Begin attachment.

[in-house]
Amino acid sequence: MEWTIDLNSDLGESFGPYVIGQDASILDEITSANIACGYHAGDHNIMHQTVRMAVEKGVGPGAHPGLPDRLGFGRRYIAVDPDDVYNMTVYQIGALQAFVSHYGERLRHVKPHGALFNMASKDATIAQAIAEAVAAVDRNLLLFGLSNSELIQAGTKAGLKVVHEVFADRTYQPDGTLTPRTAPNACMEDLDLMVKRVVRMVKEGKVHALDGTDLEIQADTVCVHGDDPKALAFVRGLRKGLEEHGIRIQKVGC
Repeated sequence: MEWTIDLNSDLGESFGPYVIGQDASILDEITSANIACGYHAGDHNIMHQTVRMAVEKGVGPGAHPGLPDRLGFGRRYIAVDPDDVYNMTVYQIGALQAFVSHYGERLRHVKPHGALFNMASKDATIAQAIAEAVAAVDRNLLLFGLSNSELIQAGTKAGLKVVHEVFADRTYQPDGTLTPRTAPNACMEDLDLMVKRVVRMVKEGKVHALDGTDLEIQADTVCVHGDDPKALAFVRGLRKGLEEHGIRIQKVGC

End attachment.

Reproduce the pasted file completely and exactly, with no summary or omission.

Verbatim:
[in-house]
Amino acid sequence: MEWTIDLNSDLGESFGPYVIGQDASILDEITSANIACGYHAGDHNIMHQTVRMAVEKGVGPGAHPGLPDRLGFGRRYIAVDPDDVYNMTVYQIGALQAFVSHYGERLRHVKPHGALFNMASKDATIAQAIAEAVAAVDRNLLLFGLSNSELIQAGTKAGLKVVHEVFADRTYQPDGTLTPRTAPNACMEDLDLMVKRVVRMVKEGKVHALDGTDLEIQADTVCVHGDDPKALAFVRGLRKGLEEHGIRIQKVGC
Repeated sequence: MEWTIDLNSDLGESFGPYVIGQDASILDEITSANIACGYHAGDHNIMHQTVRMAVEKGVGPGAHPGLPDRLGFGRRYIAVDPDDVYNMTVYQIGALQAFVSHYGERLRHVKPHGALFNMASKDATIAQAIAEAVAAVDRNLLLFGLSNSELIQAGTKAGLKVVHEVFADRTYQPDGTLTPRTAPNACMEDLDLMVKRVVRMVKEGKVHALDGTDLEIQADTVCVHGDDPKALAFVRGLRKGLEEHGIRIQKVGC